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Initially I was going to do something like below:

arr = [[1,2],[3,4]]
new_arr = 
arr.map do |sub_arr|
    sub_arr.map do |x|
        x+1
    end
end

p new_arr

Output:

[[2,3],[4,5]]

But then I tried to short it by "chaining up" the enumerators:

arr.map.map{|x| x+1}

Then it gives error to_ary method missing

I debugged it by

arr.each.each{|x| p x}

Output:

[1,2]
[3,4]

,which is the original array and only desected once.

How can I chain two map/each enumerators so it will enumerator into 2 (or more) levels? Or it has to be in the block?


Update:

After some searching, apparently a chain obj.Enumerator.Enumerator.Enumerator... only enumerates the obj once, and only 1 level depth. In order to go deeper, block is required. I worked out simple code that would convert string to block(Proc/Lambda; similar to symbol to block but more of use; more like a functional syntax) so that block will be avoided. Someone has similar code String#to_proc but I couldn't find it, and the x,y thing in it does not appeal to my taste. I use $0,$1,$2,...

Sample code (the previous example will be written as):

arr = [[1,2],[3,4]]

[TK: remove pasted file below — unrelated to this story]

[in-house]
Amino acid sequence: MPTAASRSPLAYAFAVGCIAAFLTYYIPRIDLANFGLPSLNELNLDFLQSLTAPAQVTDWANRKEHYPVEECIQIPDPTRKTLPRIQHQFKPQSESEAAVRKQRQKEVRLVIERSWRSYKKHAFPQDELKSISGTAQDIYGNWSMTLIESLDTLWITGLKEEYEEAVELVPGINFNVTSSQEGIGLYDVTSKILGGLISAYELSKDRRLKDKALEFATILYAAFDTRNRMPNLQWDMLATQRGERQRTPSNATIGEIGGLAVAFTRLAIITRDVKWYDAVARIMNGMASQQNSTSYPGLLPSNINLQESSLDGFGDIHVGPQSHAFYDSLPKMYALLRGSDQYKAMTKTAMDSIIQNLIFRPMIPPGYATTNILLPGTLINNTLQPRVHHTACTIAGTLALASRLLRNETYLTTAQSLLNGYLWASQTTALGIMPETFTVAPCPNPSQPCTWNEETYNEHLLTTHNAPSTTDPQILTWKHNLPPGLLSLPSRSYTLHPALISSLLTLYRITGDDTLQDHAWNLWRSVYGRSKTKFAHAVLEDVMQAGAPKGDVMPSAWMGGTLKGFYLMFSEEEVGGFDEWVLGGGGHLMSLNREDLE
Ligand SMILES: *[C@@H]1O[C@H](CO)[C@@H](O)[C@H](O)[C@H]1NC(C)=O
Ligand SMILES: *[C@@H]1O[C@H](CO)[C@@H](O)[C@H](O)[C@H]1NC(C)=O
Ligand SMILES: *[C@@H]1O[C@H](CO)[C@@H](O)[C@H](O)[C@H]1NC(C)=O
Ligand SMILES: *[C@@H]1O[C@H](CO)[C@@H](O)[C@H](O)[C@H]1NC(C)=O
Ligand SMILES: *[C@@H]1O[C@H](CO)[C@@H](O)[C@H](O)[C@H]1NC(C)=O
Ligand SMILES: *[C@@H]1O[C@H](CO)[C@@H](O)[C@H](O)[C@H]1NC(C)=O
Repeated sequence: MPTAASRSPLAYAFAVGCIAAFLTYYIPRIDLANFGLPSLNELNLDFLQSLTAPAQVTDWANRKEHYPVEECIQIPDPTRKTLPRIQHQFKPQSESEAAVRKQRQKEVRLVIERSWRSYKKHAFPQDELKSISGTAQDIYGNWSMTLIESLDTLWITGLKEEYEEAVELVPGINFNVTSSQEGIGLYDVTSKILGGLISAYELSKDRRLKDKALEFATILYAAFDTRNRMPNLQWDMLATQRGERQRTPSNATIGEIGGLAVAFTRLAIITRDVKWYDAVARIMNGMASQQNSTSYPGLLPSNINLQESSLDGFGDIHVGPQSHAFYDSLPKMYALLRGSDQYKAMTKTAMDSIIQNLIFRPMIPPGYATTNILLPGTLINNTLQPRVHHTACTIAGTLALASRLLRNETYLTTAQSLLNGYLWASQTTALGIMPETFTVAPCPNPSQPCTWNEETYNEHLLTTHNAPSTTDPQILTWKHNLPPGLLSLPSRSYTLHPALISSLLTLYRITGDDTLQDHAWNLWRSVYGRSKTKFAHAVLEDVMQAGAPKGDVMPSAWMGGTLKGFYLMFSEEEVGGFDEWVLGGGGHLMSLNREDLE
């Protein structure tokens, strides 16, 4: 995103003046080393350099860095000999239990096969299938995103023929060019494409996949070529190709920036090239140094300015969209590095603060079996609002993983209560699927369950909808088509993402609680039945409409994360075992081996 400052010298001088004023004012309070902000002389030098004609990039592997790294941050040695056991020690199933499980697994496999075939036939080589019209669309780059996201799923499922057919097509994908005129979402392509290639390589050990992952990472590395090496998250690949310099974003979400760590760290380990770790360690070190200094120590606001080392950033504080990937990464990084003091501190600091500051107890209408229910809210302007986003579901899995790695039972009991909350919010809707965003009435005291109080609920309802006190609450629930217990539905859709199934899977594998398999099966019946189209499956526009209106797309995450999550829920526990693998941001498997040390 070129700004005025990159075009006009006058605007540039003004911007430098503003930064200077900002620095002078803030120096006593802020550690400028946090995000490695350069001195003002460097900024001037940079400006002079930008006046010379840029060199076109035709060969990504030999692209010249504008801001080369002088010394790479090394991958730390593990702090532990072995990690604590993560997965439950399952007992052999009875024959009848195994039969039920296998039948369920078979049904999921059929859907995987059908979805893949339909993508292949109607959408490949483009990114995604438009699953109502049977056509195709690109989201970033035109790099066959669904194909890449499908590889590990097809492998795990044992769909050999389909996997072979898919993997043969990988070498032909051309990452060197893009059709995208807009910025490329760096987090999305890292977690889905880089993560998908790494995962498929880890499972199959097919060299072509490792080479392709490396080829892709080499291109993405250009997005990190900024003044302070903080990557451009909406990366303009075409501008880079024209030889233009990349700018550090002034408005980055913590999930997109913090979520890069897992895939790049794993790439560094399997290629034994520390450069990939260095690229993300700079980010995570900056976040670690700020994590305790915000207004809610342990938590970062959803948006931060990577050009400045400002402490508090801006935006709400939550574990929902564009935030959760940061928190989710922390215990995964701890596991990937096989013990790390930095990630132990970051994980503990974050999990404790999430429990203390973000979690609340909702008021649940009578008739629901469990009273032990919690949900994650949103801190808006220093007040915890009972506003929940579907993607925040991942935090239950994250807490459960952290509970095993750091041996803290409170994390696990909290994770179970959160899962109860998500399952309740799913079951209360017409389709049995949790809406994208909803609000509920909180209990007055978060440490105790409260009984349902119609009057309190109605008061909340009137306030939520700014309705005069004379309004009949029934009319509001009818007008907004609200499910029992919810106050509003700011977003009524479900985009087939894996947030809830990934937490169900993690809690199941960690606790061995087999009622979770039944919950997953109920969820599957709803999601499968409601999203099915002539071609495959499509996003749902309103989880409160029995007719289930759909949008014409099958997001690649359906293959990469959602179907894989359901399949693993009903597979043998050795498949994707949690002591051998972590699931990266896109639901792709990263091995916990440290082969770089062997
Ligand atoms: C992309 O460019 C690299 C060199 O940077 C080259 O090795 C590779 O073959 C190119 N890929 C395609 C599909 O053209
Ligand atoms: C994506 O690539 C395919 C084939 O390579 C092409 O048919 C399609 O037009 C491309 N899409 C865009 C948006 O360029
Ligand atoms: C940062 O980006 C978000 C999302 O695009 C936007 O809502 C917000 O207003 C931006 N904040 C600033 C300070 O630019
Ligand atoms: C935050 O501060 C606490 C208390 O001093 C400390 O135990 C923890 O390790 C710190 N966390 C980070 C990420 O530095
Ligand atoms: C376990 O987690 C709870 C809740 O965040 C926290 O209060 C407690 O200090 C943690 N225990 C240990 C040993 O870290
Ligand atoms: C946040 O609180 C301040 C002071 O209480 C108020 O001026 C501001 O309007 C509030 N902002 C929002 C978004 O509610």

new_arr = arr.map(&'[$0+1,$1+1]')
p new_arr

I will push the original code to github later. You can use chat to contact me if you want to see it before that because I really procrastinate :)

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5 Answers 5

up vote 1 down vote accepted

Perhaps you need a map which you would like to apply only on the leafs:

module Enumerable
  def nested_map &block
    map{|e|
      case e
      when Enumerable
        e.nested_map(&block)
      else
        block.call(e)
      end
    }
  end
end

p [[1,2], [3,4]].nested_map(&:succ)
#=> [[2, 3], [4, 5]]

or a map which would apply only on n-th level of the nested structure.

module Enumerable
  def deep_map level, &block
    if level == 0
      map(&block)
    else
      map{|e| e.deep_map(level - 1, &block)}
    end
  end
end

p [[1,2], [3,4]].deep_map(1, &:succ)
#=> [[2, 3], [4, 5]]
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Sounds like a job for recursion:

def zipper(args)
  args[0].respond_to?(:each) ? args.map{|a| zipper(a)} : args.map{|i| i+1}
end

zipper([[1,2],[3,4]])
# => [[2, 3], [4, 5]]

zipper([[[1,2],[3,4]],[5,6]])
# => [[[2, 3], [4, 5]], [6, 7]]
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arr.map {|x| x.map(&:succ)} #=> [[2, 3], [4, 5]]
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In order to do that by writing x+1 only once, you need to put it in a block. Otherwise, you can do:

new_arr = arr.map{|x, y| [x+1, y+1]}

Or, if you insist, you can do:

new_arr = arr.flatten(1).map{|x| x+1}.each_slice(2).to_a

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Personally I just would write it like one of the two options below and be done with it:

arr.map { |a| a.map(&:next) } 
#=> [[2, 3], [4, 5]]
arr.map { |x, y| [x.next, y.next] } 
#=> [[2, 3], [4, 5]]
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